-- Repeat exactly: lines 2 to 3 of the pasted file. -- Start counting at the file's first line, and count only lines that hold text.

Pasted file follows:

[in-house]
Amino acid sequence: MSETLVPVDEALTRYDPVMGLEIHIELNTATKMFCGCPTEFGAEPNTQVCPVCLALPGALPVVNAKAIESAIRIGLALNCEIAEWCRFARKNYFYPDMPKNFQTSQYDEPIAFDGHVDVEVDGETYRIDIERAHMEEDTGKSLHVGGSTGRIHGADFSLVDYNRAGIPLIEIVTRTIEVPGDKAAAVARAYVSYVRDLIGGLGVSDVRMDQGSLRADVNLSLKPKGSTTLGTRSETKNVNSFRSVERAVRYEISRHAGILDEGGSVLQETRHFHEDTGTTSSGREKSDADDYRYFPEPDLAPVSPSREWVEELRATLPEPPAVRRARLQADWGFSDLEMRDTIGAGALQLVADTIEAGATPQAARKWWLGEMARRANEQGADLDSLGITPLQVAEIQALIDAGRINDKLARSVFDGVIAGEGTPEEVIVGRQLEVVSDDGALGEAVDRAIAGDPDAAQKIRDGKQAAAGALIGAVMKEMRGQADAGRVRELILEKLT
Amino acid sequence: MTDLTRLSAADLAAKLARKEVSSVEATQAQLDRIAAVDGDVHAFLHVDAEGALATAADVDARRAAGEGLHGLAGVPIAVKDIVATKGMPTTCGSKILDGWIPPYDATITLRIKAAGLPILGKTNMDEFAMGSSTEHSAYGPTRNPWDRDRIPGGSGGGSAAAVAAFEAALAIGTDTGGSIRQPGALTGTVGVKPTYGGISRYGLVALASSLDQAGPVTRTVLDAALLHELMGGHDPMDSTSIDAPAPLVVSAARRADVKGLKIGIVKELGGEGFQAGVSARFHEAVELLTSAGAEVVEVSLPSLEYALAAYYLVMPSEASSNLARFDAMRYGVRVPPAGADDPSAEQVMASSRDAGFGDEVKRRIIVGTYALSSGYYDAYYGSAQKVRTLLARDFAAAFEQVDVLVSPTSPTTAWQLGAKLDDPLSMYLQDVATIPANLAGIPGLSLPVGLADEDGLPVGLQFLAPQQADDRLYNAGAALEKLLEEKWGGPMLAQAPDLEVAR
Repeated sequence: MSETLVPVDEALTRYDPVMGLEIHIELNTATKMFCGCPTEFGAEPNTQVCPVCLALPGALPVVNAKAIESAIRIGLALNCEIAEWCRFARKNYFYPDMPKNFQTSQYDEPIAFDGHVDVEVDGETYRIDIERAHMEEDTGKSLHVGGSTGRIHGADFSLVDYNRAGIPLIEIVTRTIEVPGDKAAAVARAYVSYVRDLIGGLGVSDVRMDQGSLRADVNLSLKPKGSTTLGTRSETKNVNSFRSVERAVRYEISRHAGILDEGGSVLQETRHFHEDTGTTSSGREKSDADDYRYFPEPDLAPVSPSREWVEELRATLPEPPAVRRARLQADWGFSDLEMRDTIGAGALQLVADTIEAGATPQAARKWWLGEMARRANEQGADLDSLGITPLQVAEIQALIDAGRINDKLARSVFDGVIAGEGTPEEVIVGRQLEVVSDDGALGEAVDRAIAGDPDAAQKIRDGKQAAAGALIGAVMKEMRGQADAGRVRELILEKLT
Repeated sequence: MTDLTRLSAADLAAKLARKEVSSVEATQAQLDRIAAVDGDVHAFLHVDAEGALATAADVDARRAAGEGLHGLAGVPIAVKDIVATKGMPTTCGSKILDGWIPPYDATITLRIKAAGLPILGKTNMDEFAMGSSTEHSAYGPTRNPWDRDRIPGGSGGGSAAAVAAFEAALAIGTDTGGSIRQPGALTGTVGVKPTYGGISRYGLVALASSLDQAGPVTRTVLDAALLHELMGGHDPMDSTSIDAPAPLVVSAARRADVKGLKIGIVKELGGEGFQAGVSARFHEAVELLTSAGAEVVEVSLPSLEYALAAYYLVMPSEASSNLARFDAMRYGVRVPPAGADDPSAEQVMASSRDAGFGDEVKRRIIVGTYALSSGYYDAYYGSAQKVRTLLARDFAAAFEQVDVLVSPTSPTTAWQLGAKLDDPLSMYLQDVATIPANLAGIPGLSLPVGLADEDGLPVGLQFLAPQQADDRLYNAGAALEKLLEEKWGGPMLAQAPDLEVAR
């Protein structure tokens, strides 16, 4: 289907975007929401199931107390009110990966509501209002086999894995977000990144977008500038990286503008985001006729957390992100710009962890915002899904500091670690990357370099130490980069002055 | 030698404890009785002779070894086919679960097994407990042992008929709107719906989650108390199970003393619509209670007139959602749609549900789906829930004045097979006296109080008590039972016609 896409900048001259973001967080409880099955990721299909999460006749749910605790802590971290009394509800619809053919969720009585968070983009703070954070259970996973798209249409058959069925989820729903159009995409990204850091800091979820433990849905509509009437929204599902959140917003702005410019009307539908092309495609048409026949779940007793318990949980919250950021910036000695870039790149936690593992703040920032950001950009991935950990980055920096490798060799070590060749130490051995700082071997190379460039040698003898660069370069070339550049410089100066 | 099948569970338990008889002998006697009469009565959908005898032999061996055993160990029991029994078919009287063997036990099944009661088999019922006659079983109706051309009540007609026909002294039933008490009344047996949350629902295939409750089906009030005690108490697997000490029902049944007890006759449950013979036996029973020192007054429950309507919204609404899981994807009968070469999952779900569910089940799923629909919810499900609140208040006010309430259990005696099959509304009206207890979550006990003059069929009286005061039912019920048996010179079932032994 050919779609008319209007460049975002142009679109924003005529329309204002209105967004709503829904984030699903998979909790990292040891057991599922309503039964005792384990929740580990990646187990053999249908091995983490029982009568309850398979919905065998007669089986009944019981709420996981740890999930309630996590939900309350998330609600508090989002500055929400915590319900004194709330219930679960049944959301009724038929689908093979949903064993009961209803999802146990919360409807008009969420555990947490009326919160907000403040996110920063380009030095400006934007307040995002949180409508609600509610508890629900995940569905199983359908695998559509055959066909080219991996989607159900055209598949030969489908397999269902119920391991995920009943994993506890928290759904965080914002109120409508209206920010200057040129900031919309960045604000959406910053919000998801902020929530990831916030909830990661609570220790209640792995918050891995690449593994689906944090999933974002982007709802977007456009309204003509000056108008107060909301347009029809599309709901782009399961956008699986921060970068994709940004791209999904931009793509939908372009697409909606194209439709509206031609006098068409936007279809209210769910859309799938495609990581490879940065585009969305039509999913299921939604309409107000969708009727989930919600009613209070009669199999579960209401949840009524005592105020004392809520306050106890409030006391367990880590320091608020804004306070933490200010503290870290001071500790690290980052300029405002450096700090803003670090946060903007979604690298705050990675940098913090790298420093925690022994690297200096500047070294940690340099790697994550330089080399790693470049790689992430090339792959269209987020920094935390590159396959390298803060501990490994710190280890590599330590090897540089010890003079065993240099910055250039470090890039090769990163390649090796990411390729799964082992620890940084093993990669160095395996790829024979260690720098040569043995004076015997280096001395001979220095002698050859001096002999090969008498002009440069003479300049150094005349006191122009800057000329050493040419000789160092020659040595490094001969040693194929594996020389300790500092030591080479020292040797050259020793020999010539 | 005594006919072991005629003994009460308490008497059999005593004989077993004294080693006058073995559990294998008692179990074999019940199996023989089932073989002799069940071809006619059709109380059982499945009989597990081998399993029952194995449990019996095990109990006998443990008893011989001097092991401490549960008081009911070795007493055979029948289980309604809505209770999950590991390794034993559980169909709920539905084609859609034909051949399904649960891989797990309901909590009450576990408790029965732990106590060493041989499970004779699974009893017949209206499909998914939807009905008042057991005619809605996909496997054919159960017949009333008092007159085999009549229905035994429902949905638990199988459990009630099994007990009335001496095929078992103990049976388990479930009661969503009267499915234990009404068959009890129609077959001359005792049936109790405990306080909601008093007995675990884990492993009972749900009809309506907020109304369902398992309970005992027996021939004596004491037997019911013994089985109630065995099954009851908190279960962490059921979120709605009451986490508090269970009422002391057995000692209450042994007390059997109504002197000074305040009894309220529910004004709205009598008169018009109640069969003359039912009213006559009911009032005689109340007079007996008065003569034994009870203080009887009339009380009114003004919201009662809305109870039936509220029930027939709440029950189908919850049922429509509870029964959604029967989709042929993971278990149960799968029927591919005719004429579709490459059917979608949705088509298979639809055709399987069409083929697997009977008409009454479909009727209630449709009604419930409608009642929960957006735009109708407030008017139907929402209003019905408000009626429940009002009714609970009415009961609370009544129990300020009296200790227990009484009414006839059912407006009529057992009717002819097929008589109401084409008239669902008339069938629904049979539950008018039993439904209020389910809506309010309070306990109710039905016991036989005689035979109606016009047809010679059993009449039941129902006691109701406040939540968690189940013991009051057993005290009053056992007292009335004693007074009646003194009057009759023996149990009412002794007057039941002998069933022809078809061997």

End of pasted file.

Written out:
Amino acid sequence: MSETLVPVDEALTRYDPVMGLEIHIELNTATKMFCGCPTEFGAEPNTQVCPVCLALPGALPVVNAKAIESAIRIGLALNCEIAEWCRFARKNYFYPDMPKNFQTSQYDEPIAFDGHVDVEVDGETYRIDIERAHMEEDTGKSLHVGGSTGRIHGADFSLVDYNRAGIPLIEIVTRTIEVPGDKAAAVARAYVSYVRDLIGGLGVSDVRMDQGSLRADVNLSLKPKGSTTLGTRSETKNVNSFRSVERAVRYEISRHAGILDEGGSVLQETRHFHEDTGTTSSGREKSDADDYRYFPEPDLAPVSPSREWVEELRATLPEPPAVRRARLQADWGFSDLEMRDTIGAGALQLVADTIEAGATPQAARKWWLGEMARRANEQGADLDSLGITPLQVAEIQALIDAGRINDKLARSVFDGVIAGEGTPEEVIVGRQLEVVSDDGALGEAVDRAIAGDPDAAQKIRDGKQAAAGALIGAVMKEMRGQADAGRVRELILEKLT
Amino acid sequence: MTDLTRLSAADLAAKLARKEVSSVEATQAQLDRIAAVDGDVHAFLHVDAEGALATAADVDARRAAGEGLHGLAGVPIAVKDIVATKGMPTTCGSKILDGWIPPYDATITLRIKAAGLPILGKTNMDEFAMGSSTEHSAYGPTRNPWDRDRIPGGSGGGSAAAVAAFEAALAIGTDTGGSIRQPGALTGTVGVKPTYGGISRYGLVALASSLDQAGPVTRTVLDAALLHELMGGHDPMDSTSIDAPAPLVVSAARRADVKGLKIGIVKELGGEGFQAGVSARFHEAVELLTSAGAEVVEVSLPSLEYALAAYYLVMPSEASSNLARFDAMRYGVRVPPAGADDPSAEQVMASSRDAGFGDEVKRRIIVGTYALSSGYYDAYYGSAQKVRTLLARDFAAAFEQVDVLVSPTSPTTAWQLGAKLDDPLSMYLQDVATIPANLAGIPGLSLPVGLADEDGLPVGLQFLAPQQADDRLYNAGAALEKLLEEKWGGPMLAQAPDLEVAR